Abstract

Almandine-rich garnets in mafic amphibolites of the Llano Uplift of central Texas display remarkably well-organized coronal textures with characteristics diagnostic of diffusion-controlled reaction. The garnets have undergone static resorption reactions of three types: (1) reaction with a metamorphic fluid along fractures to produce symmetrical layers of magnetite and symplectitic labradorite + ferroan pargasite; (2) reaction with quartz to produce coronal layers of plagioclase (oligoclase-andesine) + magnetite and orthopyroxene + augite; and (3) reaction with omphacite to produce coronal layers of symplectitic labradorite + ferroan pargasite ± magnetite and magnesio-hornblende + oligoclase ± orthopyroxene. Material-balance calculations assuming volume conservation in an inertmarker reference frame demonstrate that none of these reactions can be considered iso-chemical. Instead, substantial amounts of Na, Ca, Fe, Mg, Si, and Al must have been transported across the boundaries of the reaction bands.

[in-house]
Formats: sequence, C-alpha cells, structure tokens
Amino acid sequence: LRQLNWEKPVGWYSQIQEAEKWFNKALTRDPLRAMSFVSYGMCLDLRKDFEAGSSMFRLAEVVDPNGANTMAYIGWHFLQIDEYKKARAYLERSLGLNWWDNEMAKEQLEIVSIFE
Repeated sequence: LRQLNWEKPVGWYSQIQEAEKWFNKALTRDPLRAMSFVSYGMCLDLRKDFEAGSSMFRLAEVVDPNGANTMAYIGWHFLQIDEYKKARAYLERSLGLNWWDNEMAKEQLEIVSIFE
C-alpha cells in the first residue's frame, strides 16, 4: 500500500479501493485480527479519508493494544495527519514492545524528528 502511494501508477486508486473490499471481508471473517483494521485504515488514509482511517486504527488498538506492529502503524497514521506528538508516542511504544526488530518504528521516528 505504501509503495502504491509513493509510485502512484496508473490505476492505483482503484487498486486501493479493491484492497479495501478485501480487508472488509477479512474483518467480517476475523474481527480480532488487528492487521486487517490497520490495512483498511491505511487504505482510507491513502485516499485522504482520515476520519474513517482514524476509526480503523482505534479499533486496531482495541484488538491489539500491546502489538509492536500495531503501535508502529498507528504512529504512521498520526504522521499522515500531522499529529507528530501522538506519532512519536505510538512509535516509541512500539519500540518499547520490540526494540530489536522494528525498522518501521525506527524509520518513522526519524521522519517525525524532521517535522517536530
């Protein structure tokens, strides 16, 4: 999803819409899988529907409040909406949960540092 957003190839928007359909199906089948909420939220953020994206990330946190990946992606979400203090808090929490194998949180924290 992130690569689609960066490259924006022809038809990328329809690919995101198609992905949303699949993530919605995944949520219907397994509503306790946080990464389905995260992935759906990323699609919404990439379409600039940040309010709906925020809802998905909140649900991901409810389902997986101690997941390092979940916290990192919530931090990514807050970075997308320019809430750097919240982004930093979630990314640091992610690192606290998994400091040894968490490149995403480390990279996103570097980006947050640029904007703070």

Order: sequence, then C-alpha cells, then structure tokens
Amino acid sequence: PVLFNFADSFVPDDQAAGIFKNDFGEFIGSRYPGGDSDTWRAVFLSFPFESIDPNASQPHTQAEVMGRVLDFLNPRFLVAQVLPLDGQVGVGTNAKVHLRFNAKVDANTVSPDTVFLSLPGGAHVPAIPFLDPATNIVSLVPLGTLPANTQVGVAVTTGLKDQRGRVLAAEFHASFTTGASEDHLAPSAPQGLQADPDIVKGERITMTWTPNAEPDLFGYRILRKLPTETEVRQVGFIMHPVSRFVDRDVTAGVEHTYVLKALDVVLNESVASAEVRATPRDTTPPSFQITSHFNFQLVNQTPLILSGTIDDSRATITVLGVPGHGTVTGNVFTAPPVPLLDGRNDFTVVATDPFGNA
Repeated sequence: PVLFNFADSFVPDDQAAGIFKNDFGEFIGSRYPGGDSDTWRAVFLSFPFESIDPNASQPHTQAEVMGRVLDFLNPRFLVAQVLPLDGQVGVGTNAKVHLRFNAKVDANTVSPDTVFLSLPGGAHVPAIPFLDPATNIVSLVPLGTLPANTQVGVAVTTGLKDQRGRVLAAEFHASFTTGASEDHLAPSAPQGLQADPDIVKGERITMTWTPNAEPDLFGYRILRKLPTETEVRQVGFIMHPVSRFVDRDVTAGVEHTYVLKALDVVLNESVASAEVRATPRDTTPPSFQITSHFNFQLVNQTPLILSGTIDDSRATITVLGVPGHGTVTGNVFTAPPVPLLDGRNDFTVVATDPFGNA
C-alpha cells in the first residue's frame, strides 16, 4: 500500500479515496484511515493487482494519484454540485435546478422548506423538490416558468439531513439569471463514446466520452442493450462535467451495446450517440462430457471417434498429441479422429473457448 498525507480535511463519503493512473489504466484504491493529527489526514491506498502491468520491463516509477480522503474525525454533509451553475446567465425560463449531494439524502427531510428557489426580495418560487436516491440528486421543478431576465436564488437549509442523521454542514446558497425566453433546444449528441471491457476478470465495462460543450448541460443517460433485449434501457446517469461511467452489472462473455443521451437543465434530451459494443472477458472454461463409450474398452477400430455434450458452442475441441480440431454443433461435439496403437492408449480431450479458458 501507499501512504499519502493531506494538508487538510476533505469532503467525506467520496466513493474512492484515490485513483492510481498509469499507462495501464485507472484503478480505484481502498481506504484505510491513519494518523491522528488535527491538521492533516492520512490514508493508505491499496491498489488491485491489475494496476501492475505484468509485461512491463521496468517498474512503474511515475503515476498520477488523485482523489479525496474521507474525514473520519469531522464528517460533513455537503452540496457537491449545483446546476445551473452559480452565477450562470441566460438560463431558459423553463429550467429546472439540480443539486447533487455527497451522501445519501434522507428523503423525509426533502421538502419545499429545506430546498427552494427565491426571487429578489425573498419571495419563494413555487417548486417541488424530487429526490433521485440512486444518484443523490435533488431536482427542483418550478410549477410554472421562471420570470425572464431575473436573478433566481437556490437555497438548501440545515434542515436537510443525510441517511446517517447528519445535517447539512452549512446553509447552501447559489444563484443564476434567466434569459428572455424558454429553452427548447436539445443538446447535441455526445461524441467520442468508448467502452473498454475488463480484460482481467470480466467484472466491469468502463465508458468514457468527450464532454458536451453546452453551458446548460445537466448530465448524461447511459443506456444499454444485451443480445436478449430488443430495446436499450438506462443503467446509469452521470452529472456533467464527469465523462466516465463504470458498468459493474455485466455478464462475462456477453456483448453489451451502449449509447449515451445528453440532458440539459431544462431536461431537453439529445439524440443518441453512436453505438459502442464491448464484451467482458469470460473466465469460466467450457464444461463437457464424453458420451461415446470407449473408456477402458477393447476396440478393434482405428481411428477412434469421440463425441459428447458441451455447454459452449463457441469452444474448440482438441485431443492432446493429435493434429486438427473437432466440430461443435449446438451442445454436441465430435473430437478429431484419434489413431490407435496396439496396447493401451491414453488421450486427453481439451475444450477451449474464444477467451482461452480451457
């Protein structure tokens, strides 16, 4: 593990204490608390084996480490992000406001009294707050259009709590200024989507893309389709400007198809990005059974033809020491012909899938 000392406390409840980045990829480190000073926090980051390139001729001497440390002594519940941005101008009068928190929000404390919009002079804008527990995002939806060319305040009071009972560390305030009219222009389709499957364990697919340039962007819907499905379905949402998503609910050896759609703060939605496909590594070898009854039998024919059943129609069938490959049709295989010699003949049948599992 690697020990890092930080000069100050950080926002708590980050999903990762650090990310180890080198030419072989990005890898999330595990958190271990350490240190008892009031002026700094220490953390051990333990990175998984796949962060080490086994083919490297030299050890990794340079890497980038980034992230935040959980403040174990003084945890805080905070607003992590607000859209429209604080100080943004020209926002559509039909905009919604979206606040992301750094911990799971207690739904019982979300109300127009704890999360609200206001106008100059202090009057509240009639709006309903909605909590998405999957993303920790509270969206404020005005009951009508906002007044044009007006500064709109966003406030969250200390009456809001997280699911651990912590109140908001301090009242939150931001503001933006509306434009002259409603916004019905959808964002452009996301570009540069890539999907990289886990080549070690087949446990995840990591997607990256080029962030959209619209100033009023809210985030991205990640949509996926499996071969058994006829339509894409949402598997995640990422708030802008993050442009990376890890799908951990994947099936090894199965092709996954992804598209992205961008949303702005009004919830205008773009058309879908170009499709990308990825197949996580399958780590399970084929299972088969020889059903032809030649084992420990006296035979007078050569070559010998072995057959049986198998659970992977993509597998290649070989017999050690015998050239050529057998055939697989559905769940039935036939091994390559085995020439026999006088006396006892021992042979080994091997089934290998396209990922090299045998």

An open-system diffusion model for the garnet-quartz and garnet-omphacite reaction bands establishes that each of the assemblage zonations observed is stable with respect to diffusion over a substantial range of possible ratios of the phenomenological coefficients for intergranular diffusion. Differences in the relative values for the phenomenological coefficients between the garnet-quartz and, garnet-omphacite reaction bands may reflect differences in the chemistry of the intergranular fluid, particularly in the degree of silica saturation. Garnet-omphacite reaction bands exhibit petrographic evidence for the progressive replacement of orthoplroxene by hornblende, indicating that the product assemblage in this reaction band evolved over time. Calculations based on the open-system diffusion model suggest that this temporal evolution results from changes in the amounts of material transported across the boundaries of the reaction band in response to the progress of a reaction (external to the garnet-omphacite corona) in which omphacite breaks down to sodian augite + oligoclase + magnesio-hornblende. To be petrologically valid, models of diftrsion-controlled reactions must therefore address rigorously the difficult questions of the degree of chemical exchange of a reaction with its surroundings and the extent to which that exchange may vary as reaction progresses.

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